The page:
Inspirational Thought of the Day:
What we do and say to one another matters.
Scripture of the Day:
1 Samuel 26:19
But now let my lord the king listen to his servant. If the LORD has stirred you up against me, then let him accept my offering. But if this is simply a human scheme, then may those involved be cursed by the LORD. For they have driven me from my home, so I can no longer live among the LORD’s people, and they have said, ‘Go, worship pagan gods.’
1 Samuel 26:23(a)
“The LORD rewards each man for his integrity and loyalty. Even though today the LORD delivered you into my hand, I was not willing to extend my hand against the LORD’s chosen one.”
This passage is fascinating to read when we consider it is the second time that David boldly faced his accuser when Saul was trying to kill him. Although the boldness is astounding, even more amazing is David’s reliance on God and how he handled conflict.
We might not have someone chasing us down relentlessly in the desert, but we have all probably experienced someone who either falsely accused us or attacked us in some way. David offers us some strategies when we are under siege that are timeless and the pathway to victory.
He faced his enemy.
I don’t know about you, but when it becomes apparent that someone does not like me, I really prefer to avoid an altercation. Go ahead. I know – I am a conflict avoider. Not so much with David, though. He kept his distance enough to ensure the madman Saul could not take him out, but he faced him, nonetheless. I have learned, like David, though that some conflicts you need to face, while others you cannot enter into.
The challenge in approaching someone who seeks our demise is that they might be under demonic influence and not recognize it. People crazed with jealousy or other mental issues might be prone to respond in ways that require us to be in our word and ready spiritually. David was.
He honored the person, despite their sin.
Despite Saul trashing David’s reputation and hunting him down like prey, David honored his enemy. He acknowledged the position God had given Saul and approached Saul with respect. Matthew 7:12 and Matthew 25 help us in this regard, too. What we do and say to one another matters. We will be held accountable for how we stewarded the relationships that God has given to us. When we consider the other person who is at odds with us, we need to shepherd their hearts and approach them with truth and grace. Sounds crazy, I know. Seems impossible. But doing what is right matters more than getting even. Respect can help to ease tension and hopefully help an enemy to lay down some of their anger toward us.
He feared God.
David did not lay a hand on Saul because He knew that it would be wrong. He was careful in all of his conduct toward Saul, ensuring that he handled the situation in a way that pleased God. All too often conflict does not go that way. People want to make sure that they are heard and slam the other person in that effort. Asking God to help us see the other individual as He does gives us a different perspective and puts our motives in check, too.
He trusted God.
Not many people would be willing to face their enemy as David did, but David knew someone had his back. And that One being the God of the universe. David looked to God’s protection and reward, not man’s. Trusting God is not easy in our flesh, when our struggles are so real and pressing. The spiritual realities are greater, though, than what we see and know on this earth. Trusting God implicitly means we look past our circumstances to the One Who allowed them in. He is sovereign and will enable us through whatever comes our way.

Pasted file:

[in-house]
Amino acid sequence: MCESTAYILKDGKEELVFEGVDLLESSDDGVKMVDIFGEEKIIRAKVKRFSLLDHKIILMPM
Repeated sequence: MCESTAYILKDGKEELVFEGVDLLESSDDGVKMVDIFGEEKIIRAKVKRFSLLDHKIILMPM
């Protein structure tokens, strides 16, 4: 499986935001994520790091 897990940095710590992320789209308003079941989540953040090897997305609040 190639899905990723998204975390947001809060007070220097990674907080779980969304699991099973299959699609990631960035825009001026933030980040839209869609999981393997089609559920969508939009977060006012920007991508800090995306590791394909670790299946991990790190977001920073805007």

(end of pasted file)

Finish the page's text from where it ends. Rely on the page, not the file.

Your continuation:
He was humble.
David’s affirmation and correction came from God. He acknowledged that he was a mess, but He did not stay there. He looked to God to help him in his weakness and did not allow the accusations of others or even his own heart to defeat him.
Prepare for battle.
Recognizing the source of all attacks helps us to approach the battle appropriately. Our battle is not in the flesh, it is spiritual. What is more important than defending ourselves is redeeming the situation and maybe winning over our brother’s heart. And sometimes, we might even be the offended party upset at someone else . . . that’s for another discussion for another day, but learning to keep watch over the door of our minds to recognize demonic influence and attack helps us to overlook our own frustration. People matter more than our offenses.
Being in the word and praying to God, as well as accountability with a mature believer help us to “arm up” for battle. Having an attitude of humility and grace makes all the difference in the world, as well, when we are entering into difficult situations. Finally, examining our motivations and placing them before God can create in us a heart motivated toward healing, not revenge or self-focused defense when someone is defaming us.
In the end, it might not end well despite our best efforts at trying to reconcile or fix a relationship. We are just accountable to honor God in the process and leave the results with Him. Sometimes we cannot allow someone into our lives because of past damage they have done, but we can choose to forgive them and move on.
Lord, help us to handle conflict in a way that pleases You. May we exemplify godly character and be people who redeem rather than accuse, heal rather than crucify other people with our words.